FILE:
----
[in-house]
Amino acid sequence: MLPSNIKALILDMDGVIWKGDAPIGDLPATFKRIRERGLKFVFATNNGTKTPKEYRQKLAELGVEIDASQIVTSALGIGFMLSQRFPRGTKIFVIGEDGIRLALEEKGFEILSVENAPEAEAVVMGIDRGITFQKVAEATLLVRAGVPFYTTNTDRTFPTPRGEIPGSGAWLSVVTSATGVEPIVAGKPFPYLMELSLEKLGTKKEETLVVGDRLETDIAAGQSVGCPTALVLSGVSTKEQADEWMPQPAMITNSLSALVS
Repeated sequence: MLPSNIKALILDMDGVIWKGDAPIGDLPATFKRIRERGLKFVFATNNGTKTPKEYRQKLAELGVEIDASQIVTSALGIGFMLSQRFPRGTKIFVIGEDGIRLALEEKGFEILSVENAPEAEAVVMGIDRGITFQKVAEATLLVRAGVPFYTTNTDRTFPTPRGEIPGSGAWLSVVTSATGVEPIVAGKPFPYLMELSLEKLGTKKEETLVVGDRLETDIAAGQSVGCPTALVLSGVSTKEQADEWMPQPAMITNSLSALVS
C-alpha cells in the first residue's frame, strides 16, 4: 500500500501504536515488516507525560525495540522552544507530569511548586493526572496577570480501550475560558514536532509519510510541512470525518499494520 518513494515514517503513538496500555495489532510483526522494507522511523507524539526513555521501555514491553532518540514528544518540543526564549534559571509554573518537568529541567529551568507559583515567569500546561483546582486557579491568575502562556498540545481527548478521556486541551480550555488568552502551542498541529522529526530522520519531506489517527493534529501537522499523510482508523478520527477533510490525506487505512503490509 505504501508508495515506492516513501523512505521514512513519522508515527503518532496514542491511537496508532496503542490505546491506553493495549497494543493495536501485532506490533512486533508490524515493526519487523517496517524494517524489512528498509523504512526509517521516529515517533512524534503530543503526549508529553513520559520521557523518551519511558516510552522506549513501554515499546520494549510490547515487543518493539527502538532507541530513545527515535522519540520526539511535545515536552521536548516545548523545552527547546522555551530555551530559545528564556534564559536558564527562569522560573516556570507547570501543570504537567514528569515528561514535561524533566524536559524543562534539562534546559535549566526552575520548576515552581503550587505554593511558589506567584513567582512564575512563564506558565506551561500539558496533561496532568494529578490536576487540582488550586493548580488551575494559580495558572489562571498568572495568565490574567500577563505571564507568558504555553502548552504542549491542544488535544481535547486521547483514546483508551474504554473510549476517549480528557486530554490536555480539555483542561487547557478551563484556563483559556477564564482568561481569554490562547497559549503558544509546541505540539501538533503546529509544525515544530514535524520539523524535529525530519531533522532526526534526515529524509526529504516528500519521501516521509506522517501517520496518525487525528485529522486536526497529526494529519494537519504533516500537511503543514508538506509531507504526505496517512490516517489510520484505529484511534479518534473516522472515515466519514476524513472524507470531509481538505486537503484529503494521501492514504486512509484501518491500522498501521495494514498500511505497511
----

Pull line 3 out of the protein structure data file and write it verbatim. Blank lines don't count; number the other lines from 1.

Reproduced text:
Repeated sequence: MLPSNIKALILDMDGVIWKGDAPIGDLPATFKRIRERGLKFVFATNNGTKTPKEYRQKLAELGVEIDASQIVTSALGIGFMLSQRFPRGTKIFVIGEDGIRLALEEKGFEILSVENAPEAEAVVMGIDRGITFQKVAEATLLVRAGVPFYTTNTDRTFPTPRGEIPGSGAWLSVVTSATGVEPIVAGKPFPYLMELSLEKLGTKKEETLVVGDRLETDIAAGQSVGCPTALVLSGVSTKEQADEWMPQPAMITNSLSALVS